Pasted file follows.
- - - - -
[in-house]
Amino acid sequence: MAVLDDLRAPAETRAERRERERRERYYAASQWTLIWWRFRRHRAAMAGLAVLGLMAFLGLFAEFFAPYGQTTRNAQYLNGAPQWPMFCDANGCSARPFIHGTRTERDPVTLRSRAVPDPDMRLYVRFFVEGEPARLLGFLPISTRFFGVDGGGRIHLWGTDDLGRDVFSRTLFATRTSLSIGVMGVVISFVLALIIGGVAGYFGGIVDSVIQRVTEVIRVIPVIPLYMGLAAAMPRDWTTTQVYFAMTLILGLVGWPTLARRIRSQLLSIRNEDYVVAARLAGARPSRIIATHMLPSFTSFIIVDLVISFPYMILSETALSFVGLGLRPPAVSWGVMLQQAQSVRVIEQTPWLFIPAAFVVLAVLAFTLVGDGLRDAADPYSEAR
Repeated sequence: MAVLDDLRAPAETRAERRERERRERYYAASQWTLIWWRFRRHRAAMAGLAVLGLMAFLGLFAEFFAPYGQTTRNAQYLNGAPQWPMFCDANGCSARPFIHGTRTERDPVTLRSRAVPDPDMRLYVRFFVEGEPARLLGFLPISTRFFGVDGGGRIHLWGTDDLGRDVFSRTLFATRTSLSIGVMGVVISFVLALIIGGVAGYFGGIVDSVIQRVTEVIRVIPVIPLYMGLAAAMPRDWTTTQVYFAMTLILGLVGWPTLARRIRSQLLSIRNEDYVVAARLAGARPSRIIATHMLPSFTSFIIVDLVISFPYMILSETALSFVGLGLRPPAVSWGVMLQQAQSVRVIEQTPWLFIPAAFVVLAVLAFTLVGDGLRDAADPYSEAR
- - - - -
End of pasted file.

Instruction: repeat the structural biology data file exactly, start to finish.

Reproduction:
[in-house]
Amino acid sequence: MAVLDDLRAPAETRAERRERERRERYYAASQWTLIWWRFRRHRAAMAGLAVLGLMAFLGLFAEFFAPYGQTTRNAQYLNGAPQWPMFCDANGCSARPFIHGTRTERDPVTLRSRAVPDPDMRLYVRFFVEGEPARLLGFLPISTRFFGVDGGGRIHLWGTDDLGRDVFSRTLFATRTSLSIGVMGVVISFVLALIIGGVAGYFGGIVDSVIQRVTEVIRVIPVIPLYMGLAAAMPRDWTTTQVYFAMTLILGLVGWPTLARRIRSQLLSIRNEDYVVAARLAGARPSRIIATHMLPSFTSFIIVDLVISFPYMILSETALSFVGLGLRPPAVSWGVMLQQAQSVRVIEQTPWLFIPAAFVVLAVLAFTLVGDGLRDAADPYSEAR
Repeated sequence: MAVLDDLRAPAETRAERRERERRERYYAASQWTLIWWRFRRHRAAMAGLAVLGLMAFLGLFAEFFAPYGQTTRNAQYLNGAPQWPMFCDANGCSARPFIHGTRTERDPVTLRSRAVPDPDMRLYVRFFVEGEPARLLGFLPISTRFFGVDGGGRIHLWGTDDLGRDVFSRTLFATRTSLSIGVMGVVISFVLALIIGGVAGYFGGIVDSVIQRVTEVIRVIPVIPLYMGLAAAMPRDWTTTQVYFAMTLILGLVGWPTLARRIRSQLLSIRNEDYVVAARLAGARPSRIIATHMLPSFTSFIIVDLVISFPYMILSETALSFVGLGLRPPAVSWGVMLQQAQSVRVIEQTPWLFIPAAFVVLAVLAFTLVGDGLRDAADPYSEAR